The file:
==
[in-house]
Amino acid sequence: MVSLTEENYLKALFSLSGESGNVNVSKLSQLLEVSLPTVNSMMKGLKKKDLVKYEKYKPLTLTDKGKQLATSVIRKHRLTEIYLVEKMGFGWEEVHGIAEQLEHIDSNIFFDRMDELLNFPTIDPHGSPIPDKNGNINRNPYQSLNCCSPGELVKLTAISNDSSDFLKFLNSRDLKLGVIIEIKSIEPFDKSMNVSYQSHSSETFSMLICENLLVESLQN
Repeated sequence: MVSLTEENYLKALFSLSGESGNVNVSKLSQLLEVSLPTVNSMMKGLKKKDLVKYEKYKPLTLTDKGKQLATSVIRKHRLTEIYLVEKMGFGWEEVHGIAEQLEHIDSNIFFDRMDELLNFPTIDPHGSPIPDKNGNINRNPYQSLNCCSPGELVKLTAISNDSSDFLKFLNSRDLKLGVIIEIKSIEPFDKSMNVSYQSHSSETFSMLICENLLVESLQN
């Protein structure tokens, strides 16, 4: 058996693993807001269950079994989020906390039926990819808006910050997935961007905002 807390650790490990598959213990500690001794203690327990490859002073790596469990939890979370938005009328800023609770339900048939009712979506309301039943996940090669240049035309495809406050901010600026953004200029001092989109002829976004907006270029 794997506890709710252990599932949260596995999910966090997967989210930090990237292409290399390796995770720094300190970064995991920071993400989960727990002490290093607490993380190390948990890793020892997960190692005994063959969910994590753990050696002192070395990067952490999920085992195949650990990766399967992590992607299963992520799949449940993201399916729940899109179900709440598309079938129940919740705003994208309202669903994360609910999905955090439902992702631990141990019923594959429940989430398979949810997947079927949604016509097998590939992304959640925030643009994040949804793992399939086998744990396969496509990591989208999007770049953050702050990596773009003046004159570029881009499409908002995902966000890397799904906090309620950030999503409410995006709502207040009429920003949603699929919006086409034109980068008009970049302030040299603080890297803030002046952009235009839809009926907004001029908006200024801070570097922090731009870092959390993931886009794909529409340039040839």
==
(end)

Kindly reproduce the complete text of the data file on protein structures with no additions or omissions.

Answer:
[in-house]
Amino acid sequence: MVSLTEENYLKALFSLSGESGNVNVSKLSQLLEVSLPTVNSMMKGLKKKDLVKYEKYKPLTLTDKGKQLATSVIRKHRLTEIYLVEKMGFGWEEVHGIAEQLEHIDSNIFFDRMDELLNFPTIDPHGSPIPDKNGNINRNPYQSLNCCSPGELVKLTAISNDSSDFLKFLNSRDLKLGVIIEIKSIEPFDKSMNVSYQSHSSETFSMLICENLLVESLQN
Repeated sequence: MVSLTEENYLKALFSLSGESGNVNVSKLSQLLEVSLPTVNSMMKGLKKKDLVKYEKYKPLTLTDKGKQLATSVIRKHRLTEIYLVEKMGFGWEEVHGIAEQLEHIDSNIFFDRMDELLNFPTIDPHGSPIPDKNGNINRNPYQSLNCCSPGELVKLTAISNDSSDFLKFLNSRDLKLGVIIEIKSIEPFDKSMNVSYQSHSSETFSMLICENLLVESLQN
């Protein structure tokens, strides 16, 4: 058996693993807001269950079994989020906390039926990819808006910050997935961007905002 807390650790490990598959213990500690001794203690327990490859002073790596469990939890979370938005009328800023609770339900048939009712979506309301039943996940090669240049035309495809406050901010600026953004200029001092989109002829976004907006270029 794997506890709710252990599932949260596995999910966090997967989210930090990237292409290399390796995770720094300190970064995991920071993400989960727990002490290093607490993380190390948990890793020892997960190692005994063959969910994590753990050696002192070395990067952490999920085992195949650990990766399967992590992607299963992520799949449940993201399916729940899109179900709440598309079938129940919740705003994208309202669903994360609910999905955090439902992702631990141990019923594959429940989430398979949810997947079927949604016509097998590939992304959640925030643009994040949804793992399939086998744990396969496509990591989208999007770049953050702050990596773009003046004159570029881009499409908002995902966000890397799904906090309620950030999503409410995006709502207040009429920003949603699929919006086409034109980068008009970049302030040299603080890297803030002046952009235009839809009926907004001029908006200024801070570097922090731009870092959390993931886009794909529409340039040839």